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Newport Beach

Volume 5, Issue 56  |  July 14, 2020


As CdM emerges from lockdown, the battle scars are hard to ignore

By AMY SENK

I walked up and down East Coast Highway in Corona del Mar recently, stopping to take photos and wave to people I recognized despite their face masks. It was a strange walk, filled with scenes that were frustrating or sad or just a little off kilter, like when I saw a group of police officers and civilians sitting at the café tables outside Pain Du Monde, chatting and drinking coffee as if things were normal, even though pdm is not even open for business these days.

As CdM emerges pdm

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Photos by Amy Senk

Pain du Monde is still closed for business

In general, it has been good to see people out and about and more businesses starting to open, or hearing about their plans for reopening. But on my walk, for every hopeful sign, there seemed to be several ugly ones.

Some parts of Corona del Mar were trashy, literally. Containers of food, empty bottles, bottles stuck inside paper bags, broken bottles, all kinds of junk liberally dotted the streets and sidewalks. I felt sorry for business owners who have to clean up after the slobs who couldn’t be bothered to use a trash can. There also were two businesses with boarded up windows.

As CdM emerges CDM Drugs

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The boarded up CDM Drugs was a result of a smashed window and looting

Later, I asked the Newport Beach Police Department spokeswoman about those, and she told me that on April 17, CDM Jewelry Consignment at 3617 E. Coast Highway had someone smash its window – no property loss, however. Then on May 5, a burglar smashed the window of CDM Drugs at 2865 E. Coast Highway, and there was a loss of cash and medication.

As CdM emerges Derma Spa

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Derma Spa hopes to open its doors soon

There were many businesses closed – Pain du Monde, Teuscher, nail salons, hair salons, flower shops and more. One business had a sign in the window that said, “We will reopen again in early May if everything is under control.” It was difficult to tell if businesses were closed permanently or temporarily. 

As CdM emerges Wee Loft

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The Wee Loft, a children’s toy store, is open for business

There were some bright spots, too. Businesses that are open also have signs, announcing delivery or takeout services. El Cholo used colorful spinning pinwheels to draw attention to its signs. The Crown Cove assisted living facility had signs that read, “Heroes work here.” The Tutu School dance studio had windows filled with children’s drawings of rainbows, with a notice explaining their Rainbow Challenge encouraged children to create rainbow artwork at home, and email it to them for display in an effort to thank essential workers.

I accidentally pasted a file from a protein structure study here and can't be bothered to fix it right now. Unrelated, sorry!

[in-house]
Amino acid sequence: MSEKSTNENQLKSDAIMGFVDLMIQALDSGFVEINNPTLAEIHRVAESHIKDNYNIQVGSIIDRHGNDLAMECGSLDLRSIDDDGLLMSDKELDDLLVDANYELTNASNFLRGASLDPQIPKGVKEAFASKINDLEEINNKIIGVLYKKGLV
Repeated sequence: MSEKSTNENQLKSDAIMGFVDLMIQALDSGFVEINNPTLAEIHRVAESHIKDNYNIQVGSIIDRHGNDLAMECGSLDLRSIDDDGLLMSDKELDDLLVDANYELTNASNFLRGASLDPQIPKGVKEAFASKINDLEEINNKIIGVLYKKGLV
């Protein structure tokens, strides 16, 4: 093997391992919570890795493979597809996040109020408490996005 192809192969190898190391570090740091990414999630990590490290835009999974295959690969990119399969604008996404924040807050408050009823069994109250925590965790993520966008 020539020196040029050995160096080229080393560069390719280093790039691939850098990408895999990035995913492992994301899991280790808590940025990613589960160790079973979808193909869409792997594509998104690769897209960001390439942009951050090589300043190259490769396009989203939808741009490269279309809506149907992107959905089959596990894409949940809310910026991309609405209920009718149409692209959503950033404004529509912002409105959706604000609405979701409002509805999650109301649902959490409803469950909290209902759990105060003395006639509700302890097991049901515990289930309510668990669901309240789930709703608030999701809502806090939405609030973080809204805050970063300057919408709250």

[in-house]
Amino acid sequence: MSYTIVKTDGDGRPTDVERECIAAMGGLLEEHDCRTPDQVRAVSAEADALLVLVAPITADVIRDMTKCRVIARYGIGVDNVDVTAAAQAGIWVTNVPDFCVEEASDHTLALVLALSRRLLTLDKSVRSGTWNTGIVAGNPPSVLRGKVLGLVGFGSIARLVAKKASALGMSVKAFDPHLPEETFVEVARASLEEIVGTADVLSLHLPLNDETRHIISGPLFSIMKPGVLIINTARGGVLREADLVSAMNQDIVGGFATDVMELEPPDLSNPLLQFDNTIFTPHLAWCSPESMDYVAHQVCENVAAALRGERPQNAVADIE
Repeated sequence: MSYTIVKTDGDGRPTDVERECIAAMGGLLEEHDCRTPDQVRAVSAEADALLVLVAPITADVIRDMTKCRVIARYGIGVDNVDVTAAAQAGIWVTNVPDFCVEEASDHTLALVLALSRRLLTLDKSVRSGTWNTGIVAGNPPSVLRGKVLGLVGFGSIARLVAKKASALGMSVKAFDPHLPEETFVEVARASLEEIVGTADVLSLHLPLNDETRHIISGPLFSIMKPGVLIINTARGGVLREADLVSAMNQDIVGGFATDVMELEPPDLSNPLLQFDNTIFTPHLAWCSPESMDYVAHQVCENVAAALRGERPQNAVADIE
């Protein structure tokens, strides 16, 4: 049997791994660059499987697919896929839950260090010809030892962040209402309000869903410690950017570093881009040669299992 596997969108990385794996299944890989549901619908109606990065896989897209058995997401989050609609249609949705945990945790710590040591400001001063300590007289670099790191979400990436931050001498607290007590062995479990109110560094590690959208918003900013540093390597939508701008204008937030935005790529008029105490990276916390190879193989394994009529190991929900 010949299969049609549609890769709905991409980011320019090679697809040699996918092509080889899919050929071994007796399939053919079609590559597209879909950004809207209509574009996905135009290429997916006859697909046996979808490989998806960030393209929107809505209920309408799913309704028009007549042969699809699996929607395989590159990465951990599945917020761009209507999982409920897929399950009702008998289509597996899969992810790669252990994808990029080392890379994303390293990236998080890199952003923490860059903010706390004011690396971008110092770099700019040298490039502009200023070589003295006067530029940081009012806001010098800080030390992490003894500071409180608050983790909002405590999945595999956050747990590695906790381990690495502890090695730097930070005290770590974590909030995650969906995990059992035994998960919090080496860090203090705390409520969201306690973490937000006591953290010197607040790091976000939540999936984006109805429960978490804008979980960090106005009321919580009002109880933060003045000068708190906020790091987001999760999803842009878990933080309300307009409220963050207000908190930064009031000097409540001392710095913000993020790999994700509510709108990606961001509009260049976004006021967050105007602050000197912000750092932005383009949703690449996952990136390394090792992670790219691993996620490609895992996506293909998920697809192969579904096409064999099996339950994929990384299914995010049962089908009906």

I had missed my walks through town, but I hope next time I see more businesses open, less trash and a more “normal” CdM.

• • •

In other news, earlier this month, Harbor View Elementary School scheduled a drive-through for families to pick up belongings left at school and to return things like library books, and also to check out the school’s lost and found. Teachers had been in classrooms earlier and organized their students’ belongings, then set them up alphabetically. Families arrived on the Goldenrod campus, gave their names and picked up their stuff. It was a surreal end to the school year, as far as being actually at the school, and it made me nostalgic for the last weeks of school when my kids were little – Field Days, hikes to the beach for Earth Day, last-day-of-school parties.

Harbor View families will be able to stop by the school next week, however, for a more uplifting celebration. As part of the Parent Faculty Organization’s staff appreciation plans, staff has been asked to park on campus and stand by their vehicles while community members drive through with signs and cheers. The event is scheduled for 3 p.m. on Friday, May 29 and will be a chance for the Harbor View community to be reunited, COVID-19 style.

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Amy Senk has lived in Corona del Mar for 20+ years and was publisher of Corona del Mar Today, an online newspaper that ran daily for seven years. Senk, a graduate of the University of Missouri School of Journalism, is involved in the Corona del Mar Residents Association and the Corona del Mar High School PTA. She and her husband have two children.

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